Almost every business has had a negative online review. You simply can't make everyone happy. But sometimes, a review goes beyond unhappy and is just downright mean -- and false.
What are you supposed to do when this happens? The site usually won't remove the comment even if you send a strongly worded request. Can you sue the online review site instead?
Well, you can, but you probably won't win.
To explain, let's take a look at a recent lawsuit filed by the Electronic Frontier Foundation. The digital rights group is suing a Florida lawyer on behalf of review site LawyerRatingz. The site won't remove negative reviews, which has prompted the attorney to threaten legal action.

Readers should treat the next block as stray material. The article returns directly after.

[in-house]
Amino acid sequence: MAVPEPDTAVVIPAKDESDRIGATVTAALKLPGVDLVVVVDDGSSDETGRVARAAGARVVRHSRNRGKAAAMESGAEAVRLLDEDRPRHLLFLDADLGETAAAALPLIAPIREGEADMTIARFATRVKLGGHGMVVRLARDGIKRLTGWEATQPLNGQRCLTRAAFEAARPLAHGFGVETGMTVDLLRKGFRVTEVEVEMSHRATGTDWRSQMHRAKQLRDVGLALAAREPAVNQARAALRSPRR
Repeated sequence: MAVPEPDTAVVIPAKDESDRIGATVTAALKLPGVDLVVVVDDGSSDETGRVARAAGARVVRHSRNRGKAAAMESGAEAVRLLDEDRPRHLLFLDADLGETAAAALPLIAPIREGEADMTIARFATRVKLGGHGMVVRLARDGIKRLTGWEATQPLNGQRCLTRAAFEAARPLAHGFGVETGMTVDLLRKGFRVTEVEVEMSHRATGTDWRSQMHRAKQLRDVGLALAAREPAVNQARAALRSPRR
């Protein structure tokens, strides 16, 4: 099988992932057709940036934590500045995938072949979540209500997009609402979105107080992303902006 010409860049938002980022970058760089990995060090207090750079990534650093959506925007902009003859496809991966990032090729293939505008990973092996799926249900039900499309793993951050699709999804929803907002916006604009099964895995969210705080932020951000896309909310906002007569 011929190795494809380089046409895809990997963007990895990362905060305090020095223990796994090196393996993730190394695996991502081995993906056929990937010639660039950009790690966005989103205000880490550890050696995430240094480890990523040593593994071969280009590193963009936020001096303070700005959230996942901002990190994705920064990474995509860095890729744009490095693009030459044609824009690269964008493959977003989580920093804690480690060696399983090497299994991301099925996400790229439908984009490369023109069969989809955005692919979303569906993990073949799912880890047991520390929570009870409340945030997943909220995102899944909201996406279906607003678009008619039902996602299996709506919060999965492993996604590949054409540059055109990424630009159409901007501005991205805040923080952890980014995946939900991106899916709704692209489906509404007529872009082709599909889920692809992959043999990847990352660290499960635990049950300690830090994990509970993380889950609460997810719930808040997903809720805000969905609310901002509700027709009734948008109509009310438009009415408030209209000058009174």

The EFF is asking a federal court to preemptively rule that the site is not responsible for the reviews. It'll probably win.
Section 230 of the Communications Decency Act of 1996 grants immunity to "interactive computer services." They cannot be "treated as the publisher or speaker of any [third-party] information." This pretty much means you can't sue an online review site for a user's defamatory comments.
Now, this doesn't mean you have no legal recourse whatsoever. With the help of an attorney, you can sue the anonymous user. A court can then order the review site to provide the user's IP address and contact information so that you can sue the proper person. If you win, you should be able to have the review removed.
So while you probably can't sue the online review site, you can probably sue the online reviewer. If this sounds like a good option, talk to a lawyer.
- Scorned Attorney Threatens to Take Down Lawyer-Review Site (Wired)
- Yelp Review: Court Allows Dentist's Libel Claim (FindLaw's Decided)
- How to Avoid Being Defamed By Your Customers (FindLaw's Free Enterprise)